In Luke’s Gospel, Dr. Epperly sees this perspective: “Jesus sends his followers out with a simple message: live in the now, don’t worry about success or failure, accept the generosity of others and let go of peoples’ negative responses. The realm of God is won one moment at a time. When we live simply, focusing on what’s really important, new creation emerges, and Satan, the powers of darkness, is defeated.
These passages are good news for preachers and congregations. They counsel us to be faithful to the Truth that presents itself to us, reclaim simplicity of spirit, put commitment ahead of success, and awaken to life transforming possibilities right where you are. An omnipresent God doesn’t need to be invoked; God’s creative energy is right here and now. Dust off your sandals, jump in the river, and be cleansed and renewed.”
The final thing that affected me my perspective this week is this simple message from Father Nathan Monk, who wrote: “Whenever someone tells me they’ve prayed, and it’s in God’s hands now, I remind them that they are the hands and to get to work!”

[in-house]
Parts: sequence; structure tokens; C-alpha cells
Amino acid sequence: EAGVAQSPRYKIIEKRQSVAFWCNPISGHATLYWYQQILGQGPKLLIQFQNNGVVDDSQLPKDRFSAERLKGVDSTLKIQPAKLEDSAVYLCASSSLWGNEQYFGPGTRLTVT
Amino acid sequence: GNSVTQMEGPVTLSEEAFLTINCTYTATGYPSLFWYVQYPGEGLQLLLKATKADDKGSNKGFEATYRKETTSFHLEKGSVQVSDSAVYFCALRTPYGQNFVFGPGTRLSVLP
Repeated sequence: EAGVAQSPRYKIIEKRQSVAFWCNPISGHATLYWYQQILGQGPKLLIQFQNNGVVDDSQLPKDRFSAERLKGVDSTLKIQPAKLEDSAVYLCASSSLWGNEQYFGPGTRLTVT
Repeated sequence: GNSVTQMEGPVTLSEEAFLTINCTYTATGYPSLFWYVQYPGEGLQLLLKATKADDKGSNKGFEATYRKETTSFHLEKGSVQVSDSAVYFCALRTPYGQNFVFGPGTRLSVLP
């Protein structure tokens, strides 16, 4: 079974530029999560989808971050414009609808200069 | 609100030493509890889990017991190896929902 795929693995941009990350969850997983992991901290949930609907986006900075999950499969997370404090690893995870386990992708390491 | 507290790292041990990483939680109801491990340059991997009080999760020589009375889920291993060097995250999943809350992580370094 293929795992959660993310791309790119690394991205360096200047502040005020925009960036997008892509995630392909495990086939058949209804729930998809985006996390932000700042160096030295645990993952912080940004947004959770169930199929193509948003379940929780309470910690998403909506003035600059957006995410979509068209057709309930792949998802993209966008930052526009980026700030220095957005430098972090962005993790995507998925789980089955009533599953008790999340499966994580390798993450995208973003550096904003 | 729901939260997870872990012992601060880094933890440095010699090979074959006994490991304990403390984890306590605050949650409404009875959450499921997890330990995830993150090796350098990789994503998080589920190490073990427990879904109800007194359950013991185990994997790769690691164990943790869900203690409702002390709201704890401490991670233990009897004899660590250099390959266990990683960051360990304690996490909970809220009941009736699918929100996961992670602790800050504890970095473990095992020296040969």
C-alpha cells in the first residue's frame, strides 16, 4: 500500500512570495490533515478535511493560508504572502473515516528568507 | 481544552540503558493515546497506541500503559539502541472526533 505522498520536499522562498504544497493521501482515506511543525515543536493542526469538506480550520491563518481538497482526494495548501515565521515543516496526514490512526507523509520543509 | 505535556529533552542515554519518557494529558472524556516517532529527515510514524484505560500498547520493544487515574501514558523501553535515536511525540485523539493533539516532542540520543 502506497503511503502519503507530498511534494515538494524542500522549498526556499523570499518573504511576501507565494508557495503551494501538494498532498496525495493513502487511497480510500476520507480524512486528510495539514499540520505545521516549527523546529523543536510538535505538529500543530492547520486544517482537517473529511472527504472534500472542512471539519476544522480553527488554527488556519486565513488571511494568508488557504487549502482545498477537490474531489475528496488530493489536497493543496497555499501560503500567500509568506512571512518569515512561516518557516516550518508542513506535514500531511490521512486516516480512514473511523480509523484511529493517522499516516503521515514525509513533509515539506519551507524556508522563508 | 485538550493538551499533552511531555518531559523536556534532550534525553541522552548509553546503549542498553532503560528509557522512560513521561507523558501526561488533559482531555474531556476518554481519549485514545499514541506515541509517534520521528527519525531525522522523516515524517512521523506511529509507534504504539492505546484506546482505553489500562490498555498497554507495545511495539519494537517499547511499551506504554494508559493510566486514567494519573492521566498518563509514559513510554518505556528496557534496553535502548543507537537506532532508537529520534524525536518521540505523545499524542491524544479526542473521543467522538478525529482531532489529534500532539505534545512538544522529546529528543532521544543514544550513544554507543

So, back to Grace! Grace has been defined, not as a created substance of any kind, but as "the love and mercy given to us by God, because God desires us to have it, and not because of anything we have done to earn it". It is understood by Christians to be a spontaneous gift from God to man – "generous, free and totally unexpected and undeserved". I believe that all of the perspectives I provided earlier smack of grace in major ways. Stewardship is our way of responding to that grace of God by using the resources provided to further His Kingdom--right here, right now. Looking at the opportunities and finding solutions to life’s situations uses that grace to find simple ways to move forward, not stumbling around trying to make it very complex, because we believe it must be. And, praying and then sitting back waiting for God to me is an affront to the grace provided by God and what we have been taught—to use whatever we have and be the hands of hope and help in a troubled world.
So, as Martha pointed out in our Bishop’s Committee the other evening, let’s ask if what we are doing is using our resources in the best way. Not in a negative sense, but how can we always be looking for how to best respond to God’s grace with all we have.